Harness the power of neuroscience to combat writer’s block.
You may have said those words once or twice yourself, perhaps? (If not, please leave this blog. Now.) It may comfort you to know that you are not alone in that sentiment: even established writers think so, now and then—and have for decades, if not centuries. To prove it, Michael Hoffman has combed through the letters of Joseph Roth, finding every mention of his novel The Radetzky March, which would become his masterpiece. Here’s a sampling: November 20, 1930 Joseph Roth to Stefan Zweig: “‘The Radetzky March,’ it’ll be called, set in the Dual Monarchy from 1890 to 1914. I’ll […]
In our “Get Writing” series, we share some of our favorite exercises for classroom (or personal) use. Enjoy! You’ve played your most inspirational music. You’ve flipped through your most weathered paperback. You’ve stood on your head, gone on a jog and even cleaned your apartment. Twice. But if that first sentence just isn’t coming to you, don’t force it. Borrow someone else’s. The secret to this writing prompt is not having access to that second sentence. With two, you’re just a reader enjoying the fruits of someone else’s labor. You’re going down their path. But armed with just one sentence, […]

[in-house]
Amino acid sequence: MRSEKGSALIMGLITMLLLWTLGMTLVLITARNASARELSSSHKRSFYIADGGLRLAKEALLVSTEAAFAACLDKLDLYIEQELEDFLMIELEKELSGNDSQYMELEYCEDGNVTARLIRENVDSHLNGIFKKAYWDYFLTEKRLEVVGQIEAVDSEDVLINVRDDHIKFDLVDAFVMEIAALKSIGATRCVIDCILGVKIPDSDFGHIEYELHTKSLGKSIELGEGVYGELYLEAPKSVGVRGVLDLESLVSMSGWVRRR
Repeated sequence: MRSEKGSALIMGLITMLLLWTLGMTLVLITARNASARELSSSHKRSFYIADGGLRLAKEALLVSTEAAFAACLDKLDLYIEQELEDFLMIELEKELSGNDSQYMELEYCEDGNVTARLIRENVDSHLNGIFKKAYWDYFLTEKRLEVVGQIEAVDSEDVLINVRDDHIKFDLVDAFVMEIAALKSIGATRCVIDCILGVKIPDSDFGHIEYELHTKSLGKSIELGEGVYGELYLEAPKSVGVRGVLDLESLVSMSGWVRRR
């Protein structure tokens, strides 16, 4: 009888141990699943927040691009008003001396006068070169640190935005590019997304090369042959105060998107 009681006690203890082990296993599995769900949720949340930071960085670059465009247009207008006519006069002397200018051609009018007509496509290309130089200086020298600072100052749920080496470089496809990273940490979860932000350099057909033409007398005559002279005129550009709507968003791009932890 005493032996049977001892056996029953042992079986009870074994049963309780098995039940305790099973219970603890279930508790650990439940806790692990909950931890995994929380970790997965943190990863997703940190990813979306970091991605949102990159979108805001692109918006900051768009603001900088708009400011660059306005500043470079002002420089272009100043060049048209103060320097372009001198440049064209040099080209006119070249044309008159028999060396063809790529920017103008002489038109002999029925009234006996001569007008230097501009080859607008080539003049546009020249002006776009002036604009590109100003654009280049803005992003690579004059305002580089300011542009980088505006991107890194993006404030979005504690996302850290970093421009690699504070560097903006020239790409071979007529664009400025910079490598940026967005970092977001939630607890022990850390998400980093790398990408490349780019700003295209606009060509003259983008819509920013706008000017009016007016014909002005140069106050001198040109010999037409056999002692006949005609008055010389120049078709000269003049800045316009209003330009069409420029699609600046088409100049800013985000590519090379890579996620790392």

I first watched Barton Fink years ago in Chicago, and wasn’t sure what to make of it. It’s one of the Coen brothers’ lesser-watched films. John Turturro plays the title character, hired to write a Hollywood script, and his rendition of writer’s block still makes me want to crawl out of my skin. The wallpaper peels, his neighbor Charlie at the Hotel Earle (a genius turn by John Goodman) interrupts him, Barton loses himself in a picture of a woman on the beach that hangs on his hotel room wall. People may debate the symbols of the movie itself, but […]